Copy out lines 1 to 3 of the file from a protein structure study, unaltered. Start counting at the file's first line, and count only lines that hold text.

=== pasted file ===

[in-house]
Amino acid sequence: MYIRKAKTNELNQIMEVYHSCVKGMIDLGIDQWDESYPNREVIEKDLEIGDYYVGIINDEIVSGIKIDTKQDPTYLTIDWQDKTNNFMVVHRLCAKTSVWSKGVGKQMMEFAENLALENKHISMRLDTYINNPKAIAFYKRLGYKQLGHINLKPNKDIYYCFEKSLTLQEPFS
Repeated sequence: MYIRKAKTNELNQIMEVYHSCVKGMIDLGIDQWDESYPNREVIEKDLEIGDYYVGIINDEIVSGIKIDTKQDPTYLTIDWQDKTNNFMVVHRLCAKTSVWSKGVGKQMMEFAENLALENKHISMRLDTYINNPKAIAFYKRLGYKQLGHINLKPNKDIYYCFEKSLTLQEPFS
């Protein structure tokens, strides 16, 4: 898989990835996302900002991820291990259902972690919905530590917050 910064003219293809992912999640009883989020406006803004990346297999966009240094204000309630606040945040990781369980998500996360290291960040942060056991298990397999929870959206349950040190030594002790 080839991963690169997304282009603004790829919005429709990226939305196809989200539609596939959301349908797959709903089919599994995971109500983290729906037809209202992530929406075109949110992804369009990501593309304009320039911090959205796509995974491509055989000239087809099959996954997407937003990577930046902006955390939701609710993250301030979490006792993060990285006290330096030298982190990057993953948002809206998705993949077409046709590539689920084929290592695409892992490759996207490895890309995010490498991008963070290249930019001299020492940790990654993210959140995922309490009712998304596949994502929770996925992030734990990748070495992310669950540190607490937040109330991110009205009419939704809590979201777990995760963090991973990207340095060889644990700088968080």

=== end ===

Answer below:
[in-house]
Amino acid sequence: MYIRKAKTNELNQIMEVYHSCVKGMIDLGIDQWDESYPNREVIEKDLEIGDYYVGIINDEIVSGIKIDTKQDPTYLTIDWQDKTNNFMVVHRLCAKTSVWSKGVGKQMMEFAENLALENKHISMRLDTYINNPKAIAFYKRLGYKQLGHINLKPNKDIYYCFEKSLTLQEPFS
Repeated sequence: MYIRKAKTNELNQIMEVYHSCVKGMIDLGIDQWDESYPNREVIEKDLEIGDYYVGIINDEIVSGIKIDTKQDPTYLTIDWQDKTNNFMVVHRLCAKTSVWSKGVGKQMMEFAENLALENKHISMRLDTYINNPKAIAFYKRLGYKQLGHINLKPNKDIYYCFEKSLTLQEPFS